Culture thrives and survives when the elders consciously transfer the relics, customs and traditions to the younger generation. Peace Obi reports that even in distant lands, Umuezena indigenes are committed to keeping their cultural heritages alive
Culture as they say identifies a people and often times serves as a distinguishing factor between one race from another. Identified through the people’s language, customs, beliefs and values among others, culture differs from people to people and society to society. Basically acquired and passed down from one generation to another through cultural practices and festivals, culture is kept alive as the younger generation watch and observe their elders practice the traditions as well as perform the various rites attached.
For the people of Umuezena Village in Umudim town, Nnewi North Local Government Area of Anambra State, the New Yam festival or Iri Ji is one important Igbo cultural festival the people are poised at keeping its flames ever burning. And vested with the burden to transmit her cultural heritage to her younger generation, the Umuezena community in Lagos State has for the past seven years sustained an annual New Yam Festival where the people gather among other things to refresh and strengthen their bond of love as brothers and sisters amidst eating and dining together.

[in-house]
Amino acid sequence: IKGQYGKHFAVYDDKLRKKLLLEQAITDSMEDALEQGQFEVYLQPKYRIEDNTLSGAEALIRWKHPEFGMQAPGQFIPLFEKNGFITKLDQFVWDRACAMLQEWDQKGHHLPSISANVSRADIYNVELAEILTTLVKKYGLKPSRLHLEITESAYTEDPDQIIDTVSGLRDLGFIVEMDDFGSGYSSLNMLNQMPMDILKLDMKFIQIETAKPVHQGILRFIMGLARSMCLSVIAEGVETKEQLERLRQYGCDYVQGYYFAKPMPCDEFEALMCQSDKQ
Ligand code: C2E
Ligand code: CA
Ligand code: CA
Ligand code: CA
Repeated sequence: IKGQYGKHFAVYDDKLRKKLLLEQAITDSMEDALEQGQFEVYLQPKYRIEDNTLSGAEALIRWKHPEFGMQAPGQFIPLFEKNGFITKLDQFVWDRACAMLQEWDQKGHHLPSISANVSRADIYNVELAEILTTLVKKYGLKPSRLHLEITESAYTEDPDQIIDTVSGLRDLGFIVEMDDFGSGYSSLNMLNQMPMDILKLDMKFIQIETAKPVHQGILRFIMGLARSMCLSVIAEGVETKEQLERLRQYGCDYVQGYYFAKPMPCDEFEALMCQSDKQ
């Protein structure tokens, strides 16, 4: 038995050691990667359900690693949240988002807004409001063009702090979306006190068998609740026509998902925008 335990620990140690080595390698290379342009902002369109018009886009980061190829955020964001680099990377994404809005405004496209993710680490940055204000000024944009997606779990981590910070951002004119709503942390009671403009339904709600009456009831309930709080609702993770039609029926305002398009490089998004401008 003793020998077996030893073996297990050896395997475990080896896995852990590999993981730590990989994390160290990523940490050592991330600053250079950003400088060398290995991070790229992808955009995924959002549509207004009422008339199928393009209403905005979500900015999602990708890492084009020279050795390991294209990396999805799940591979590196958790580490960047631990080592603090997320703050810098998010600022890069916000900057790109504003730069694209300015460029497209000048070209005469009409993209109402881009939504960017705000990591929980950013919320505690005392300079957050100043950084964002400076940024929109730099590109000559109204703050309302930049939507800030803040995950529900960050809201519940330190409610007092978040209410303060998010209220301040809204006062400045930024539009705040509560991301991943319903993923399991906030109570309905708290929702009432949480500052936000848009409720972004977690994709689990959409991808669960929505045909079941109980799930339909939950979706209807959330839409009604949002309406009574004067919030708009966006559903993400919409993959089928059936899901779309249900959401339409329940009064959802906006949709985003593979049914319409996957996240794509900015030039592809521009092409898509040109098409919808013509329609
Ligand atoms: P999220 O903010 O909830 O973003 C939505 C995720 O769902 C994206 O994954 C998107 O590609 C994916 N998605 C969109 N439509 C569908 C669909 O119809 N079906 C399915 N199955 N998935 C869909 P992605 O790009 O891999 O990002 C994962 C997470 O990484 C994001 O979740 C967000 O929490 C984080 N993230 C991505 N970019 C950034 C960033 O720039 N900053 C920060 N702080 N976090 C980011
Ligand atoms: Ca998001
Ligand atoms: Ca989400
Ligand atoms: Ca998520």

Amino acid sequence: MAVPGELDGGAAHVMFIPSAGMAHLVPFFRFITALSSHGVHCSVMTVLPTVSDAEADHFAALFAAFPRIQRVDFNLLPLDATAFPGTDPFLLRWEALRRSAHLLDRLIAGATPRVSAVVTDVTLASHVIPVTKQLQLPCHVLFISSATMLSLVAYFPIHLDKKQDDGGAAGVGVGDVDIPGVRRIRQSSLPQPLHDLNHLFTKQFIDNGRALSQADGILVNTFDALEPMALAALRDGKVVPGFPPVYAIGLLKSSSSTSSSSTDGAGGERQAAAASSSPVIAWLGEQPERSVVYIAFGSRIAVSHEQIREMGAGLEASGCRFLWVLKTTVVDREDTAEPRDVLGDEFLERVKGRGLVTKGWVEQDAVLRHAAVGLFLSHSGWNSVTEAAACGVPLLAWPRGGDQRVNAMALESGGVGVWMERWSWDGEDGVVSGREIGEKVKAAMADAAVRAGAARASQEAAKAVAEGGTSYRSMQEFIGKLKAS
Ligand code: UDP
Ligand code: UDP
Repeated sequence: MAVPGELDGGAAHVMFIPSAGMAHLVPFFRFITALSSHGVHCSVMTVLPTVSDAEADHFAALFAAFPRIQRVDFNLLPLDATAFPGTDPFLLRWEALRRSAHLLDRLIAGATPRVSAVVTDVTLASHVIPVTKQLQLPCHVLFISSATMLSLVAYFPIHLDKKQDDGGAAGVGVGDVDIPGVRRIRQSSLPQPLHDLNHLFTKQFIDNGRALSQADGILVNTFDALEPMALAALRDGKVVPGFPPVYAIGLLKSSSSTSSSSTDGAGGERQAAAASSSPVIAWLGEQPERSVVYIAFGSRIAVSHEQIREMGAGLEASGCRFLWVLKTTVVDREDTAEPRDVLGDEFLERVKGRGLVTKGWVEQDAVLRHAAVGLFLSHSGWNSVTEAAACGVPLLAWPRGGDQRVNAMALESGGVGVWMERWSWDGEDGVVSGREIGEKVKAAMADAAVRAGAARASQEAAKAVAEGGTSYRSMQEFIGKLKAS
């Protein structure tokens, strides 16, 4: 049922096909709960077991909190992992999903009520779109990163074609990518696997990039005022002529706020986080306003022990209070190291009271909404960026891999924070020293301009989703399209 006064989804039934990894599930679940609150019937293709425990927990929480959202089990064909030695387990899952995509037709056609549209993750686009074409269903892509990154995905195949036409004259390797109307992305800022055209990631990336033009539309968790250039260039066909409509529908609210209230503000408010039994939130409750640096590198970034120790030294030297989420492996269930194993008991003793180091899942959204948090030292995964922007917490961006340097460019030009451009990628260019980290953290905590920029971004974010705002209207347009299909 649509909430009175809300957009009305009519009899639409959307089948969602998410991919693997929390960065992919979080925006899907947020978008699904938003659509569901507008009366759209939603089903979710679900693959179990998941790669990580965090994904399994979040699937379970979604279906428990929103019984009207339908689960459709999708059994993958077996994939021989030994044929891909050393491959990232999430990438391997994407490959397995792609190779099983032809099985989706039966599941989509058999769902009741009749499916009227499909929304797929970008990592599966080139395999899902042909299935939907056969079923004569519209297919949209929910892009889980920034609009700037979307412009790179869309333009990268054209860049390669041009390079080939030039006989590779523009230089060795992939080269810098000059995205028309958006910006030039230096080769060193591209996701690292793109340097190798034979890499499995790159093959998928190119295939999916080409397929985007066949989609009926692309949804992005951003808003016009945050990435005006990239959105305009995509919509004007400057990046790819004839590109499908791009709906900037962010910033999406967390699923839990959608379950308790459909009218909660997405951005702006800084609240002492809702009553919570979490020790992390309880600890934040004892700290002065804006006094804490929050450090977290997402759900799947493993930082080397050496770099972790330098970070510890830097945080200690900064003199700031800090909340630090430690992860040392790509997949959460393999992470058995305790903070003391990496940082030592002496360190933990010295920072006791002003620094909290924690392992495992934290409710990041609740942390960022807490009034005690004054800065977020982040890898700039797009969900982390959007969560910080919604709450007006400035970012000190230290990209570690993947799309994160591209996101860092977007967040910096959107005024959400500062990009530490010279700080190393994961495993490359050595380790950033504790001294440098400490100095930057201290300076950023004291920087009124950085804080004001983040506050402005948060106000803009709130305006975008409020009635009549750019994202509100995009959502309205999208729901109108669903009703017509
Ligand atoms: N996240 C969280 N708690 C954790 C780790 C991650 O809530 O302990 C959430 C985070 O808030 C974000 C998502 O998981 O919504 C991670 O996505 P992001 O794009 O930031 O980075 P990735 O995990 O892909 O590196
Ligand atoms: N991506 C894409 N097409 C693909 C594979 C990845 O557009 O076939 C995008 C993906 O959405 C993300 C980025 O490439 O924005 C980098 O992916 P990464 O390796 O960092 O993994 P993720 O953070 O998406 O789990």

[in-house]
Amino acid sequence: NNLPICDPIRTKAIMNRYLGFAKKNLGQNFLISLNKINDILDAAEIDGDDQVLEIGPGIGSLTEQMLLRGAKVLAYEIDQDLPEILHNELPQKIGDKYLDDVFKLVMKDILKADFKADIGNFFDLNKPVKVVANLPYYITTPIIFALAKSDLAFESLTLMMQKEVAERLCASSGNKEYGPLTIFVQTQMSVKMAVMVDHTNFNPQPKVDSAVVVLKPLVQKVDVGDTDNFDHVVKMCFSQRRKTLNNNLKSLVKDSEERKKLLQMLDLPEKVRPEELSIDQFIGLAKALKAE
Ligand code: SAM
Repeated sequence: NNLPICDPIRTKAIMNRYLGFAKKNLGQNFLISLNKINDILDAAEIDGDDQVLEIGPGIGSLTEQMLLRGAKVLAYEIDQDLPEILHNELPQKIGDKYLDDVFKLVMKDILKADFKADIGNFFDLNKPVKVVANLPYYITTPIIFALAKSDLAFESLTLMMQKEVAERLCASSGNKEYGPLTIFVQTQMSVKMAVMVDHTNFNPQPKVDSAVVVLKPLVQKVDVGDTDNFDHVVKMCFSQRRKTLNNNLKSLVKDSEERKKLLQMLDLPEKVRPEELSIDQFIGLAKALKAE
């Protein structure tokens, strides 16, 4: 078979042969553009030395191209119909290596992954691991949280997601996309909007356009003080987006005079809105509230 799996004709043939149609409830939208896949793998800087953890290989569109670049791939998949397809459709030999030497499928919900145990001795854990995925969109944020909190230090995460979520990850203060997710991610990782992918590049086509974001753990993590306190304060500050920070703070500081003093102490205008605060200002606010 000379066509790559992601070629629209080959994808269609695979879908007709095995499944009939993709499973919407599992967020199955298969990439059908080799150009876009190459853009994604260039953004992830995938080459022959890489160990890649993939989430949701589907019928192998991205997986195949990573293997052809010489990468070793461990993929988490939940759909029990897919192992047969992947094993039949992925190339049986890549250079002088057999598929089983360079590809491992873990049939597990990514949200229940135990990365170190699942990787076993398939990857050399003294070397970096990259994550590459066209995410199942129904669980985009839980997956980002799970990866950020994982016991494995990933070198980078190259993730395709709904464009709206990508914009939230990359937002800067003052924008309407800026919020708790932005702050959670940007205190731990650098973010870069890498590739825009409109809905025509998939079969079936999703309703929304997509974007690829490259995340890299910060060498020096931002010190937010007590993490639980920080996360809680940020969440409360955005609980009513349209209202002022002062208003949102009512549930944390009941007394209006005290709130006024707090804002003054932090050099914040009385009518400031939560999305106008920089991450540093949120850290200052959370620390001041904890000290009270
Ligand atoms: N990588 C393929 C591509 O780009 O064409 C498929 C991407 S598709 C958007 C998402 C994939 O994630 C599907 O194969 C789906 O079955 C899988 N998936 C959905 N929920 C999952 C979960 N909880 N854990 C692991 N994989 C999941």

According to archeologists, Iri Ji or Iwa Ji festival is a cultural cum traditional event where Igbo communities come together in unity to make an official presentation of their harvest to the Almighty God. For the Igbos, Iri Ji remains one of her oldest cultural festivals that is highly cherished and celebrated among the people. The festival though is as old as the Igbo race itself, has continued to evolve but interestingly it has remained relevant from generation to generation.
The people of Umuezena, a village in Umudim, one of the four towns that make up Nnewi metropolis in Anambra State, known for their natural endowment, intellectual prowess, established success stories in businesses, career and other fields of endeavour, recently in Lagos set aside their business engagements, class, success or even social status to eat from one pot. The New Yam celebration which appears to be a well-articulated vision of the Umuezena elders, enjoys the people’s approval as they came out in their numbers to participate in the 2016 edition.